US lawmakers are yet again trying to force backdoors into tech products, allowing Uncle Sam, and anyone else with the necessary skills, to rifle through people's private encrypted information.
Two years after her effort to introduce new legislation died, Senator Dianne Feinstein (D-CA) is again spearheading an effort to make it possible for law enforcement to access any information sent or stored electronically. Such a backdoor could be exploited by skilled miscreants to also read people's files and communications, crypto-experts continue to warn.
Tech lobbyists this month met the Senate Judiciary Committee to discuss the proposed legislation – a sign that politicians have changed tactics since trying, and failing, to force through new laws back in 2016.
New York District Attorney and backdoor advocate Cyrus Vance (D-NY) also briefed the same committee late last month about why he felt new legislation was necessary.
Vance has been arguing for fresh anti-encryption laws for several years, even producing a 42-page report back in November 2015 that walked through how the inability to trawl through people's personal communications was making his job harder.
The meetings have also prompted cryptography experts and privacy pit bull Senator Ron Wyden (D-OR) to write letters outlining their concerns, including asking for details on a FBI program to devise a technical solution.
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The US Department of Justice and the FBI have apparently been working together with three unidentified researchers to come up with a secure way to allow only law enforcement to access encrypted information. The FBI official seemingly in charge of that program – Valerie Cofield – was present at the Vance briefing, which also boasted a large number of Congressional staffers in attendance.
Earlier this year, the FBI was formally asked to disclose who the experts are that are telling the agency it is possible to create a secure Feds-only backdoor. It has so far refused to do so.
The argument by politicians and law enforcement that there is some way to create a backdoor in a strongly secure system that only the "right" people can access has been put forward so frequently for so long that it even has its own term: "magic thinking."
But the constant reminder that mathematics does not discriminate has been purposefully ignored for years on both sides of the Atlantic, with occasional speeches from senior politicians and law enforcement personnel parroting the same line that they are sure the "brilliant brains" at tech companies can come up with a solution that will work.
In January, FBI director Christopher Wray told a conference in New York that there was an ever-growing backlog of devices that it could not access. He also made the same arguments as his predecessor made repeatedly: that the FBI was only interested in the contents phones used by terrorists and criminals; that not having access to phone data was a "major public safety issue"; and that the FBI wanted to work with tech companies to come up with "thoughtfully designed" solutions.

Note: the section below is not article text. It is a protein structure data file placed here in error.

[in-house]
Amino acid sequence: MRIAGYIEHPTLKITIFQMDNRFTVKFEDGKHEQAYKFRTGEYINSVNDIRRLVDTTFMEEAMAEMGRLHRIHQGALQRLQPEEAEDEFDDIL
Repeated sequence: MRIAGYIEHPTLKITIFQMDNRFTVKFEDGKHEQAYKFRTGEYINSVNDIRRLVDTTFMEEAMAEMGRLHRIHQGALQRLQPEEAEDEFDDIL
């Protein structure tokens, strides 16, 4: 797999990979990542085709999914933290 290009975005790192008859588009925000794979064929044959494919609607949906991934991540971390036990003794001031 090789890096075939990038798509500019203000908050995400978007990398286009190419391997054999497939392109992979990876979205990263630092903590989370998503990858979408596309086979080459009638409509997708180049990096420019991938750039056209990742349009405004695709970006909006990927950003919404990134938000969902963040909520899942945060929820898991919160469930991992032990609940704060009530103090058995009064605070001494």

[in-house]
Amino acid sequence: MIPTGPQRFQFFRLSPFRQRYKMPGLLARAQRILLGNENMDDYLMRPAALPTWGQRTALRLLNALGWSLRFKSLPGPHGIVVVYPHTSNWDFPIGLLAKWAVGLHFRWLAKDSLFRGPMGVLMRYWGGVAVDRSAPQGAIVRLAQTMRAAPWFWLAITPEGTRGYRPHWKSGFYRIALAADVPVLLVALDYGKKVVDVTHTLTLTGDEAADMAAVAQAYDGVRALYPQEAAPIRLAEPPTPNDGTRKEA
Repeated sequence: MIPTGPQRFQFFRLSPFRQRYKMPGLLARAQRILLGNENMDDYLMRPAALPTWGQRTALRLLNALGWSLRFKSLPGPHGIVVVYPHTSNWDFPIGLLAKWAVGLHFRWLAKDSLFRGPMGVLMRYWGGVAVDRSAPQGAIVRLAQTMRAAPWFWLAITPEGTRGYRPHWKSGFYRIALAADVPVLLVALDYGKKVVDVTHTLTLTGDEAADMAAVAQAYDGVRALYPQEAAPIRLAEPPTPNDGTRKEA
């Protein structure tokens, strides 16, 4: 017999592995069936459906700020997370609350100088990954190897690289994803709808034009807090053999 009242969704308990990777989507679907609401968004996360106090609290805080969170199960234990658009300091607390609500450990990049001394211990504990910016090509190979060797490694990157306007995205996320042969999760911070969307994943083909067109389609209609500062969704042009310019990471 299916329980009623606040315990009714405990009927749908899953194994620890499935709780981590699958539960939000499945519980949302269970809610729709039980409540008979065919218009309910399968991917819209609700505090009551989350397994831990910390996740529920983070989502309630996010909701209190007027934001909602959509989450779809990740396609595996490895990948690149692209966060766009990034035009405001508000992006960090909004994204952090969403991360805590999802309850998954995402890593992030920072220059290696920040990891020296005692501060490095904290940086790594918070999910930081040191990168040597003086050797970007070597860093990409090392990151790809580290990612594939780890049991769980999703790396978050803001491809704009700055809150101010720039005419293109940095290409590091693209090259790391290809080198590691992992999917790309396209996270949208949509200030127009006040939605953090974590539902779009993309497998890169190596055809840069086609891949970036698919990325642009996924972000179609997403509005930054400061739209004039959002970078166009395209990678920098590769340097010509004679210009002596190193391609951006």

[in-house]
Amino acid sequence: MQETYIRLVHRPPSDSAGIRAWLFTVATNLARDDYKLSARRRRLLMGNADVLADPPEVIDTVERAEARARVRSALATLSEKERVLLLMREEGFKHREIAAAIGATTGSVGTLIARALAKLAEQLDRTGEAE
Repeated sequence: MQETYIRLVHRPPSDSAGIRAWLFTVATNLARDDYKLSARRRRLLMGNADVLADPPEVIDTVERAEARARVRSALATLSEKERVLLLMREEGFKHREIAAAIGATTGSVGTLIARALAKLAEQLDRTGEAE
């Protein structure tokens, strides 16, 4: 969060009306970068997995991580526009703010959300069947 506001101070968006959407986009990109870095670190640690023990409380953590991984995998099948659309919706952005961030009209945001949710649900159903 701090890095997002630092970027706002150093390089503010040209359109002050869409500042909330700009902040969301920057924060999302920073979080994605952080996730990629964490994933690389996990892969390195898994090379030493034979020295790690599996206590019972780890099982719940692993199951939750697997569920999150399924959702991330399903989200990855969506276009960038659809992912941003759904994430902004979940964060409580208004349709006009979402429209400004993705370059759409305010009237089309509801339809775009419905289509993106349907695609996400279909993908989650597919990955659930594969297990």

Wray then reiterated the exact same message last month at a difference conference. "This problem impacts our investigations across the board – human trafficking, counterterrorism, counterintelligence, gangs, organized crime, child exploitation, and cyber," he said. But, of course, failed to put forward a solution, noting only that he is "open to all constructive solutions."
Meanwhile the spy agencies of the US, Canada, UK, Australia and New Zealand – the so-called "Five Eyes" – have been meeting repeatedly about how best to bypass encryption.
The last big push for new backdoor powers came when the FBI engaged in a very public legal fight with Apple over the iPhone used by San Bernardino shooter Sayed Farook: a fight that the FBI ultimately backed down from.
A recent report by the Department of Justice strongly suggested that the FBI used the shooting as a pretext to get a legal precedent forcing Apple to unravel its encryption systems.
Pro-backdoor advocates have presumably been waiting for the next terrorist attack in order to relaunch efforts but their patience appears to be running thin, sparking the fresh round of meetings and new legislative proposals.
So far, actual details are limited, although according to one set of leaks, the plans are focused on hardware and operating systems, and not application software, ie: the ability to commandeer a device, by seizing it or remotely over the air, to read a target's messages, rather than break the encryption protocol of, say, Signal.
In other words, if you can break into someone's phone and pretend to be them, you don't have to bother with intercepting network traffic and forcibly decrypting the in-transit data.
And it sounds as though that's the route snoops want to go down: unlocking and accessing locked encrypted devices via a low-level software backdoor, remotely or with a physical connection. ®